Stay Smart With Your Nutrition

fnvtbsThe world of food and nutrition was easy to understand in your great-great-grandmother’s day. Most of the foods she used in cooking were fresh. Sometimes the fruits and vegetables were grown right in her own back yard. Those were the days of home canning, meat curing, and butter churning. As most meals were made from scratch, cooking was considered a full-time job.

And years ago, your great-great -grandmother’s typical food choices at the grocery store were simple: fresh fruits and vegetables in season, milk, butter, flour, sugar, salt, and meat.

Times have changed since then. Women have joined the work force and have less time to cook. Convenience food has appeared. Fast-food restaurants have sprung up. Freezers and refrigerators make food storage easier, and microwaves make food preparation faster. Food markets are open 24 hours a day; some even deliver.

And look at all the decisions you have to make at the supermarket! Some grocery stores carry more than 25,000 items. In the cereal aisle alone you have more than 100 varieties to choose from.

Now that the food industry is doing a lot of the food preparation and cooking for you, how can you stay in control of your own nutrition, health, and well-being?

It takes nutrition savvy and a few dietary guidelines to start you in the right direction.

The Food Guide Pyramid

The U.S. Departments of Agriculture (USDA) and Health and Human Services (HHS) have developed the Food Guide Pyramid to help you put the dietary guidelines into action. The Pyramid is based on USDA research on the typical foods you eat, what nutrients these foods contain, and how to make the best food choices for optimum health and well-being. This Pyramid is not a rigid prescription but a general guide that lets you choose the diet that’s right for you.

The Pyramid advises limiting fat because the typical American diet is just too high in fat. A highfat diet can increase your risk for heart disease, cancer, and other diseases. Following the Pyramid will help you keep your fat intake within healthy limits. The Pyramid also highlights added sugar and advises a decreased intake of this as well. Sugar is considered “empty calories”: It provides calories with little nutritional benefit. Sugar can also lead to dental cavities.

The Pyramid emphasizes foods from five main food groups, each of which provides specific, essential nutrients. In general, foods from one group cannot replace those from another. Foods that used to be thought of as “fattening”–breads, potatoes, rice, and pasta, the Grain group–are now foods you should choose most often. (What makes these foods “fattening” is all the extra butter, mayonnaise, gravy, and cream sauces that are piled on top.) Foods from the Fruit and Vegetables groups should be the second most popular choices in your diet, with foods from the Meat and Dairy groups next. Fats and foods containing added sugars should be used sparingly.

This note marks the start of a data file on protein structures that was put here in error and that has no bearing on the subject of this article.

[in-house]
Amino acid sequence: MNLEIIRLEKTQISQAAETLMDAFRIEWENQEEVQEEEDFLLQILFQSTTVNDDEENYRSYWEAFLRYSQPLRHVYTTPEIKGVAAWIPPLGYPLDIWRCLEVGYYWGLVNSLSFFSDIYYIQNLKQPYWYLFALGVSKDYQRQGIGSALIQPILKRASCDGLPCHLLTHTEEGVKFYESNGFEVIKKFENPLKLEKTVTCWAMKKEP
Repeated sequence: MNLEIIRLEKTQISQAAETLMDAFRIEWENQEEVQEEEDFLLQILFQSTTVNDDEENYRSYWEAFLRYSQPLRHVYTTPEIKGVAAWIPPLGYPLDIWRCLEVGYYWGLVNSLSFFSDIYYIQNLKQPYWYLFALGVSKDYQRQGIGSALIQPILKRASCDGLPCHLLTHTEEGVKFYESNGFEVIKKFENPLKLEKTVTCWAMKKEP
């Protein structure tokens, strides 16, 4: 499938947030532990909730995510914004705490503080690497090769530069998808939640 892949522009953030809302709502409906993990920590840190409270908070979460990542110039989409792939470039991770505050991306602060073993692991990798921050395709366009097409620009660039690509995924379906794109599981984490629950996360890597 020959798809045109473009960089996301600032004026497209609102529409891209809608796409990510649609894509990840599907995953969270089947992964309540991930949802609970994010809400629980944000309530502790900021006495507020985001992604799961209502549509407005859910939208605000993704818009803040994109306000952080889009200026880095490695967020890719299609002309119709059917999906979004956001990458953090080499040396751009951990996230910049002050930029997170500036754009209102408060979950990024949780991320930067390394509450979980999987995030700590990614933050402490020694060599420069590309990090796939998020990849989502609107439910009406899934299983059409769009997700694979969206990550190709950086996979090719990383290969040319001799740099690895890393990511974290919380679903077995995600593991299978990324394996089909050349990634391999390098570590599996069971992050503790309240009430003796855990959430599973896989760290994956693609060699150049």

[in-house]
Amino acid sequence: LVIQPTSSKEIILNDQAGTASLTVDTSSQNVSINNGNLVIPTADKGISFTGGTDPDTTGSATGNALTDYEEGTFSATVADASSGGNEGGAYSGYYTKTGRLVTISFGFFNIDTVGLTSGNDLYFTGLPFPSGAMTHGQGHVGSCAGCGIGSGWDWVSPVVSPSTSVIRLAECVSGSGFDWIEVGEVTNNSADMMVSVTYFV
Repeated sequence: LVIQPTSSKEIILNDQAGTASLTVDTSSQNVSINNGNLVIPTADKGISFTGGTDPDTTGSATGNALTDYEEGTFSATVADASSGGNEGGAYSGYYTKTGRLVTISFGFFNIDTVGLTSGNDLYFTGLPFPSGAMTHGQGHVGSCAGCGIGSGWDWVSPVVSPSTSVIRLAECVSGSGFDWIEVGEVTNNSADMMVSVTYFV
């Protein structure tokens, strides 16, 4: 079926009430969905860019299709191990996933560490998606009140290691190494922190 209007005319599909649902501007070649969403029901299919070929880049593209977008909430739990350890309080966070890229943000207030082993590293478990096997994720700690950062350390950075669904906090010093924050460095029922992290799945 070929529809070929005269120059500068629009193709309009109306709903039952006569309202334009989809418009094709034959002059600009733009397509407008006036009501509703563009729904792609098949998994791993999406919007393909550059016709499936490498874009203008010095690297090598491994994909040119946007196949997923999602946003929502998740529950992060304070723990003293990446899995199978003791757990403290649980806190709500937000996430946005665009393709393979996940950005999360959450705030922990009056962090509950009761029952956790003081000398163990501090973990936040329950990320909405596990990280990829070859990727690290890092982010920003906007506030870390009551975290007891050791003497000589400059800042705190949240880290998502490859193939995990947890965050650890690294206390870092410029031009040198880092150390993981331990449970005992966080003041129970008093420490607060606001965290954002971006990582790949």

Where’s the Label?

How can you tell what’s in a food when the label isn’t there? By the summer of 1994, the government will require all processed foods to carry a label. Label laws are voluntary for raw vegatables and fruits and single-ingredient meat and poultry products.

Also, the laws do not apply to restaurants, delis, items sold in small packages (like a package of gum), and items produced by small businesses. In some cases, it’s especially important to have nutrition savvy and to ask questions when you don’t know.

Thirty Percent Savvy

Experts recommend keeping fat to no more than 30 percent of your daily calories.

Look at some of the food labels on the shelves at home. How many grams of fat do these items contain? Some of your favorites will have more (some much more), and some less, but try to balance your daily fat intake to meet the guidelines listed below.

Calories   Maximum Fat
Grams/Day
(30 Percent)
1,800            60
2,000            67
2,200            73
2,400            80
2,800            93

Fast-Food Savvy

If you ordered the following sandwich for lunch and your daily calorie limit is 2,000 with 67 grams of fat, you’ve almost used up your entire fat allowance for the day–with one sandwich!

The next time you want to order a hamburger with all the extras, stop and think. The extras will triple the number of calories in the original burger. Will you have tripled the amount of food on your plate? Are the extras really worth all the extra calories and fat?

Savvy in a Restaurant

Words to look for when you order from a menu:

* Steamed * In its own juice/broth * Garden fresh * Broiled * Roasted * Poached * In a tomato base * In cocktail sauce * Smoked * Broiled dry (or with lemon juice or broth) * In reduced stock * Stewed

Words that warn of high fat:

* Buttery, buttered, in butter sauce * Sauteed, fried, panfried, crispy, braised * Creamed, in Alfredo sauce, in cream sauce, with gravy, with hollandaise sauce * Au gratin, parmesan, in cheese sauce, escalloped * Marinated in oil, basted * Casserole, prime, hash, pot pie

With all this nutrition news under your belt, you’re now prepared to make what you eat count toward your being your healthy best.

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